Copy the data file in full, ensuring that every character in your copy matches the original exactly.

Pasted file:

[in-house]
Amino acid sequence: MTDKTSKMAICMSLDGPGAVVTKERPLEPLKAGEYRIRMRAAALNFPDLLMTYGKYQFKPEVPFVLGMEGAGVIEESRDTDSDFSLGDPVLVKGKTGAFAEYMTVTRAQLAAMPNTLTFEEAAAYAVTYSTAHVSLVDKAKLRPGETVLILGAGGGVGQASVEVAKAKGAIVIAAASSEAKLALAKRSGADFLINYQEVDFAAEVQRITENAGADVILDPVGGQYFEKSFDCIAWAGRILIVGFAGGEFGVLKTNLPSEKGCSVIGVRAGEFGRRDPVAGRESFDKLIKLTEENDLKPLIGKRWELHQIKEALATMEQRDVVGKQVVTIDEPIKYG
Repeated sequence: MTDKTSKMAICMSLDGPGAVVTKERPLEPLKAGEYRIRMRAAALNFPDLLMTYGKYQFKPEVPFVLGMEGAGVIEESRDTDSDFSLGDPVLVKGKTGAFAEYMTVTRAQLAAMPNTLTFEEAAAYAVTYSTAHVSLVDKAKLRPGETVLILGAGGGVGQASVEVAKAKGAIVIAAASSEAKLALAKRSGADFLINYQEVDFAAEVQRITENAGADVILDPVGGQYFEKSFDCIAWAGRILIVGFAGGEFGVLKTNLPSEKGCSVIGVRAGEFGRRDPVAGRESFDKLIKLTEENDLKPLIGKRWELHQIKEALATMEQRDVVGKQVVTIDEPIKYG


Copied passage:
[in-house]
Amino acid sequence: MTDKTSKMAICMSLDGPGAVVTKERPLEPLKAGEYRIRMRAAALNFPDLLMTYGKYQFKPEVPFVLGMEGAGVIEESRDTDSDFSLGDPVLVKGKTGAFAEYMTVTRAQLAAMPNTLTFEEAAAYAVTYSTAHVSLVDKAKLRPGETVLILGAGGGVGQASVEVAKAKGAIVIAAASSEAKLALAKRSGADFLINYQEVDFAAEVQRITENAGADVILDPVGGQYFEKSFDCIAWAGRILIVGFAGGEFGVLKTNLPSEKGCSVIGVRAGEFGRRDPVAGRESFDKLIKLTEENDLKPLIGKRWELHQIKEALATMEQRDVVGKQVVTIDEPIKYG
Repeated sequence: MTDKTSKMAICMSLDGPGAVVTKERPLEPLKAGEYRIRMRAAALNFPDLLMTYGKYQFKPEVPFVLGMEGAGVIEESRDTDSDFSLGDPVLVKGKTGAFAEYMTVTRAQLAAMPNTLTFEEAAAYAVTYSTAHVSLVDKAKLRPGETVLILGAGGGVGQASVEVAKAKGAIVIAAASSEAKLALAKRSGADFLINYQEVDFAAEVQRITENAGADVILDPVGGQYFEKSFDCIAWAGRILIVGFAGGEFGVLKTNLPSEKGCSVIGVRAGEFGRRDPVAGRESFDKLIKLTEENDLKPLIGKRWELHQIKEALATMEQRDVVGKQVVTIDEPIKYG